The YOUCANIC full system diagnostic scanner is an essential tool for Mercedes-Benz owners and technicians looking to troubleshoot problems with their vehicles. This diagnostic scanner can help diagnose issues with the engine, transmission, brakes, airbag, ABS, steering systems, and more by reading and interpreting fault codes stored in the car’s computer system. With this information, you can make informed decisions about repairs and maintenance, saving time and money.
In addition to diagnosing problems, the YOUCANIC scanner can also reset maintenance reminders and service indicators, ensuring that your vehicle is properly maintained and preventing potential issues from occurring in the future. This feature is especially useful for Mercedes-Benz owners who want to stay on their vehicle’s maintenance schedule without visiting a dealership or a mechanic. Overall, the YOUCANIC full system diagnostic scanner is a valuable tool that can help you keep your Mercedes-Benz running smoothly and reliably for years.
You most likely will get one of the following codes
|P0300 Random/Multiple Cylinder Misfire Detected|
|P0301 Cylinder 1 Misfire Detected|
|P0302 Cylinder 2 Misfire Detected|
|P0303 Cylinder 3 Misfire Detected|
|P0304 Cylinder 4 Misfire Detected|
|P0305 Cylinder 5 Misfire Detected|
|P0306 Cylinder 6 Misfire Detected|
|P0307 Cylinder 7 Misfire Detected|
|P0308 Cylinder 8 Misfire Detected|
|P0309 Cylinder 9 Misfire Detected|
|P0311 Cylinder 11 Misfire Detected|
|P0312 Cylinder 12 Misfire Detected|
- If you are reading fault codes such as P0301 through P0312, that means that, most likely, the problem is with one of the cylinders misfiring. This is due to a bad spark plug, spark plug wire, or ignition coil issue.
- If you are reading a P0301 through P0312 code plus another code, let’s say P0100. Likely, the P0100 fault code, which refers to a malfunction in the mass air flow sensor circuit, is also causing the misfire codes and even a limp home mode. Lime home mode means the transmission gets stuck in gear, typically in second gear.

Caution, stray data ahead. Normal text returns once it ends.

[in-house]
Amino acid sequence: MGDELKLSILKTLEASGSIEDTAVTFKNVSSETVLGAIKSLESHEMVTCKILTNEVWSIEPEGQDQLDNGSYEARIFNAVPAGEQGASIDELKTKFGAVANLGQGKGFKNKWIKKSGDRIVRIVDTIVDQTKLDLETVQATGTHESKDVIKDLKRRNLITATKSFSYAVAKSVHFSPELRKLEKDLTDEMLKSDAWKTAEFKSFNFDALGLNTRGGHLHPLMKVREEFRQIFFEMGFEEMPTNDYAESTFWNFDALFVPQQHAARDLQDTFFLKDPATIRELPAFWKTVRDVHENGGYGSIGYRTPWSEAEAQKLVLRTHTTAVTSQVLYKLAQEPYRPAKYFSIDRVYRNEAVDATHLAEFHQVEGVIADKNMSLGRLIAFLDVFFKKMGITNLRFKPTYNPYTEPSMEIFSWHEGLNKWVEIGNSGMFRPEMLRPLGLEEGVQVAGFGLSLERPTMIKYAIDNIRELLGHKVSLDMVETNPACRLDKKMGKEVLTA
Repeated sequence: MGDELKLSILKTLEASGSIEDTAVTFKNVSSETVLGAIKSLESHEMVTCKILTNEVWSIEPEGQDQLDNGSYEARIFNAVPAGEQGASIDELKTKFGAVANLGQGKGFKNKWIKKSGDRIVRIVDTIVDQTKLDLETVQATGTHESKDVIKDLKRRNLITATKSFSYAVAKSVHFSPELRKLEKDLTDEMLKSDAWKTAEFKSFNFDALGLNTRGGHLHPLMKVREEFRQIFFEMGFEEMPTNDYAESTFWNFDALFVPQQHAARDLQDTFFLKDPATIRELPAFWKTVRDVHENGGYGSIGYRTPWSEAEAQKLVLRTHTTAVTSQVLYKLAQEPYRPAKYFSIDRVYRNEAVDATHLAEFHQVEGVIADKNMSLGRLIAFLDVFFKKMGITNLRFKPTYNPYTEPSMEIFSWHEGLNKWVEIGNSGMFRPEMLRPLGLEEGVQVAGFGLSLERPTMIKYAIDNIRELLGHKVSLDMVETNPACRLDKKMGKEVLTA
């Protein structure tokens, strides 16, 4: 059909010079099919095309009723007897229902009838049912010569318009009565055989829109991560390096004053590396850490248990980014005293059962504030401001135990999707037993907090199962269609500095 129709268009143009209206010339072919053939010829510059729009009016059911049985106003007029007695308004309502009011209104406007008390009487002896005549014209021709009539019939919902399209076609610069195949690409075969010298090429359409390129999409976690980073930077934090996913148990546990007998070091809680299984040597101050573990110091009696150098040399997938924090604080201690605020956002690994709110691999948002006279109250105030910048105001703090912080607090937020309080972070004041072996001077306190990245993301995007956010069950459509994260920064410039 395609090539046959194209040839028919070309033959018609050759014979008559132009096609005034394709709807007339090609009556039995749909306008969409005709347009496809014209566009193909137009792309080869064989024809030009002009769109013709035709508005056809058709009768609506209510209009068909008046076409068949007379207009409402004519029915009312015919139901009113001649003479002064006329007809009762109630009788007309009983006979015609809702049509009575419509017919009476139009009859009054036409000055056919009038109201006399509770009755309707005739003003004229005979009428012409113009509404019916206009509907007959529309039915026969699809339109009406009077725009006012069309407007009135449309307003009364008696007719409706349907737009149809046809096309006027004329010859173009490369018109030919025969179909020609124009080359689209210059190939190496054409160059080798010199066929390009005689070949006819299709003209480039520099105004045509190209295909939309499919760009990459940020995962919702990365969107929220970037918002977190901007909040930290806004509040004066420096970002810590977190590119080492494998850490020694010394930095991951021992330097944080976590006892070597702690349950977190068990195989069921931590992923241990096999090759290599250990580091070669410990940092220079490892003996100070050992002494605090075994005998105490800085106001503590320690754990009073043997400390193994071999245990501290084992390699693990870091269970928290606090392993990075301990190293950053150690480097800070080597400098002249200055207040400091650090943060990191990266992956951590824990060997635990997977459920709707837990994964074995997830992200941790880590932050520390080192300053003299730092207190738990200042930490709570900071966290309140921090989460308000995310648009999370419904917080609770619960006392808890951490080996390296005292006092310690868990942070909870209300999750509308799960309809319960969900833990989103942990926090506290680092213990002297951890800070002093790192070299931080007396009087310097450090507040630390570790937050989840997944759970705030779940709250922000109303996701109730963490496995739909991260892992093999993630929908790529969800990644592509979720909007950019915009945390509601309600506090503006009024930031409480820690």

The bottom line is that you must research all the codes your OBD-II scanner retrieves from the ECU. Now let’s talk about some of the most common reasons that cause engine misfire and check engine light on in a Mercedes-Benz car.
Common Causes of Mercedes Engine Misfire
The #1 cause of Mercedes engine misfires is old spark plugs. Spark plugs don’t last forever. They are wear-and-tear items. Standard copper spark plugs last up to 30k miles, while iridium and platinum spark plugs can last over 60,000 miles. If your Mercedes-Benz has over 80,000 miles and still has the original spark plugs, it makes sense to change them before you pour money on any other repair. New spark plugs will make your engine run smoother, and you will even see an improvement in gas mileage. Rember that Mercedes-Benz V6 and V8 engines utilize two spark plugs per cylinder. That is typical in Mercedes-Benz engines such as M112, M113, M272, and M273 found in E, C, S, CL, CLK, ML, GL, G, R, and SLK Class. For example, if you have an E320 (M112 engine) or E350 (M272), your car has six cylinders but requires 12 spark plugs.